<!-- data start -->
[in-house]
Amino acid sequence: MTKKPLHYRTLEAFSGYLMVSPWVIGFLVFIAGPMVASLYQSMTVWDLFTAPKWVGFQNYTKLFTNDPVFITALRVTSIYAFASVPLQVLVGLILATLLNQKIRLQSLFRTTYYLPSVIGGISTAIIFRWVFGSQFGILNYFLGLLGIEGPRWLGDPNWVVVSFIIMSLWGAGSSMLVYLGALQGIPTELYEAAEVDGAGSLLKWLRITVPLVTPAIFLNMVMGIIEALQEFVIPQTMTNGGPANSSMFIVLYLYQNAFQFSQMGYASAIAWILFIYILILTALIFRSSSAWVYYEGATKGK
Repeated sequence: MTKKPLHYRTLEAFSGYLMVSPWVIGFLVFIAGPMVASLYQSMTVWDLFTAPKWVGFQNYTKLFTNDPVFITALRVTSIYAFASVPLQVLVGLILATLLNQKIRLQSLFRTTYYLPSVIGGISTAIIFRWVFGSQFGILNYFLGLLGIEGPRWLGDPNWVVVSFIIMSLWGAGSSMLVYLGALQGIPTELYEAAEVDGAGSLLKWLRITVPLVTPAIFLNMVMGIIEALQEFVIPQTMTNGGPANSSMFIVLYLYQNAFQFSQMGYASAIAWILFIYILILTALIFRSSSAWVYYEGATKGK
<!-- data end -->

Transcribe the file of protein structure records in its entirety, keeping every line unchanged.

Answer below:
[in-house]
Amino acid sequence: MTKKPLHYRTLEAFSGYLMVSPWVIGFLVFIAGPMVASLYQSMTVWDLFTAPKWVGFQNYTKLFTNDPVFITALRVTSIYAFASVPLQVLVGLILATLLNQKIRLQSLFRTTYYLPSVIGGISTAIIFRWVFGSQFGILNYFLGLLGIEGPRWLGDPNWVVVSFIIMSLWGAGSSMLVYLGALQGIPTELYEAAEVDGAGSLLKWLRITVPLVTPAIFLNMVMGIIEALQEFVIPQTMTNGGPANSSMFIVLYLYQNAFQFSQMGYASAIAWILFIYILILTALIFRSSSAWVYYEGATKGK
Repeated sequence: MTKKPLHYRTLEAFSGYLMVSPWVIGFLVFIAGPMVASLYQSMTVWDLFTAPKWVGFQNYTKLFTNDPVFITALRVTSIYAFASVPLQVLVGLILATLLNQKIRLQSLFRTTYYLPSVIGGISTAIIFRWVFGSQFGILNYFLGLLGIEGPRWLGDPNWVVVSFIIMSLWGAGSSMLVYLGALQGIPTELYEAAEVDGAGSLLKWLRITVPLVTPAIFLNMVMGIIEALQEFVIPQTMTNGGPANSSMFIVLYLYQNAFQFSQMGYASAIAWILFIYILILTALIFRSSSAWVYYEGATKGK